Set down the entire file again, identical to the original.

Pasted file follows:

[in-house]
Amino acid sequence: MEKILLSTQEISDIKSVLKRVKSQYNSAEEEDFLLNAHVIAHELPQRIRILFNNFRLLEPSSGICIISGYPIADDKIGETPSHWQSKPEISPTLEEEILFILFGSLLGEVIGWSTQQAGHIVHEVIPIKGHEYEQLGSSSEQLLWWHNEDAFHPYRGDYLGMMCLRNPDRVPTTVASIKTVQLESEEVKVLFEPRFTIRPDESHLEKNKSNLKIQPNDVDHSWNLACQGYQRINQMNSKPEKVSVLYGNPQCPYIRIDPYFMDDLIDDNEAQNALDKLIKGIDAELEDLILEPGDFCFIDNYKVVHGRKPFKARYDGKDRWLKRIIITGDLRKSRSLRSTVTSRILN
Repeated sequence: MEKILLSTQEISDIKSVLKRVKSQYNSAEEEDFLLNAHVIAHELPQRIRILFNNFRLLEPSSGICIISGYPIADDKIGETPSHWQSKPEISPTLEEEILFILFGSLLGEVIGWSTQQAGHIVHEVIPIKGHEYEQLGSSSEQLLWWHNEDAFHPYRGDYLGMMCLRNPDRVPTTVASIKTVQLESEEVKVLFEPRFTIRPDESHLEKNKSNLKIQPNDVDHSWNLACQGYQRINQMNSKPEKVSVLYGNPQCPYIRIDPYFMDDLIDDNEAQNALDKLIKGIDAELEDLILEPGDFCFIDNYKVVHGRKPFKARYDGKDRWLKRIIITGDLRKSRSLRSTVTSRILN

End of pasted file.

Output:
[in-house]
Amino acid sequence: MEKILLSTQEISDIKSVLKRVKSQYNSAEEEDFLLNAHVIAHELPQRIRILFNNFRLLEPSSGICIISGYPIADDKIGETPSHWQSKPEISPTLEEEILFILFGSLLGEVIGWSTQQAGHIVHEVIPIKGHEYEQLGSSSEQLLWWHNEDAFHPYRGDYLGMMCLRNPDRVPTTVASIKTVQLESEEVKVLFEPRFTIRPDESHLEKNKSNLKIQPNDVDHSWNLACQGYQRINQMNSKPEKVSVLYGNPQCPYIRIDPYFMDDLIDDNEAQNALDKLIKGIDAELEDLILEPGDFCFIDNYKVVHGRKPFKARYDGKDRWLKRIIITGDLRKSRSLRSTVTSRILN
Repeated sequence: MEKILLSTQEISDIKSVLKRVKSQYNSAEEEDFLLNAHVIAHELPQRIRILFNNFRLLEPSSGICIISGYPIADDKIGETPSHWQSKPEISPTLEEEILFILFGSLLGEVIGWSTQQAGHIVHEVIPIKGHEYEQLGSSSEQLLWWHNEDAFHPYRGDYLGMMCLRNPDRVPTTVASIKTVQLESEEVKVLFEPRFTIRPDESHLEKNKSNLKIQPNDVDHSWNLACQGYQRINQMNSKPEKVSVLYGNPQCPYIRIDPYFMDDLIDDNEAQNALDKLIKGIDAELEDLILEPGDFCFIDNYKVVHGRKPFKARYDGKDRWLKRIIITGDLRKSRSLRSTVTSRILN